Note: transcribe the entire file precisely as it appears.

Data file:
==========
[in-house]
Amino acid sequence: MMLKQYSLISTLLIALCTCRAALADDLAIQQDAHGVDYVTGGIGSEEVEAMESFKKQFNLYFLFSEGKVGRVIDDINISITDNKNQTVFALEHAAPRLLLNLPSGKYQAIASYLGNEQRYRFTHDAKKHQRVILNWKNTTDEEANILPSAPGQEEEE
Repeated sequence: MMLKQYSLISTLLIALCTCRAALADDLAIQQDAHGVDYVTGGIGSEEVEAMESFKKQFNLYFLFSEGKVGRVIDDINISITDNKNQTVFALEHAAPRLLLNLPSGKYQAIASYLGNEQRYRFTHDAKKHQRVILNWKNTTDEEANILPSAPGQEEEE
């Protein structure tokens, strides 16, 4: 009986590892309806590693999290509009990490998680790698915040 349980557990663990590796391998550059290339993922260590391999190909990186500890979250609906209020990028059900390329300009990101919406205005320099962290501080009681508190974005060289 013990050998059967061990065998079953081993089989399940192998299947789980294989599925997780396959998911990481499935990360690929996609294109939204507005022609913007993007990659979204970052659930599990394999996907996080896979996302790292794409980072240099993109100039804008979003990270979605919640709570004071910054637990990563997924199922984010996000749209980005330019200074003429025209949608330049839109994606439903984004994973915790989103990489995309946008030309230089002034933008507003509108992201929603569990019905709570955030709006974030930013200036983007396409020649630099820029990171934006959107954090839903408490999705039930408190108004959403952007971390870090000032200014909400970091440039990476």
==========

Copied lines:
[in-house]
Amino acid sequence: MMLKQYSLISTLLIALCTCRAALADDLAIQQDAHGVDYVTGGIGSEEVEAMESFKKQFNLYFLFSEGKVGRVIDDINISITDNKNQTVFALEHAAPRLLLNLPSGKYQAIASYLGNEQRYRFTHDAKKHQRVILNWKNTTDEEANILPSAPGQEEEE
Repeated sequence: MMLKQYSLISTLLIALCTCRAALADDLAIQQDAHGVDYVTGGIGSEEVEAMESFKKQFNLYFLFSEGKVGRVIDDINISITDNKNQTVFALEHAAPRLLLNLPSGKYQAIASYLGNEQRYRFTHDAKKHQRVILNWKNTTDEEANILPSAPGQEEEE
């Protein structure tokens, strides 16, 4: 009986590892309806590693999290509009990490998680790698915040 349980557990663990590796391998550059290339993922260590391999190909990186500890979250609906209020990028059900390329300009990101919406205005320099962290501080009681508190974005060289 013990050998059967061990065998079953081993089989399940192998299947789980294989599925997780396959998911990481499935990360690929996609294109939204507005022609913007993007990659979204970052659930599990394999996907996080896979996302790292794409980072240099993109100039804008979003990270979605919640709570004071910054637990990563997924199922984010996000749209980005330019200074003429025209949608330049839109994606439903984004994973915790989103990489995309946008030309230089002034933008507003509108992201929603569990019905709570955030709006974030930013200036983007396409020649630099820029990171934006959107954090839903408490999705039930408190108004959403952007971390870090000032200014909400970091440039990476």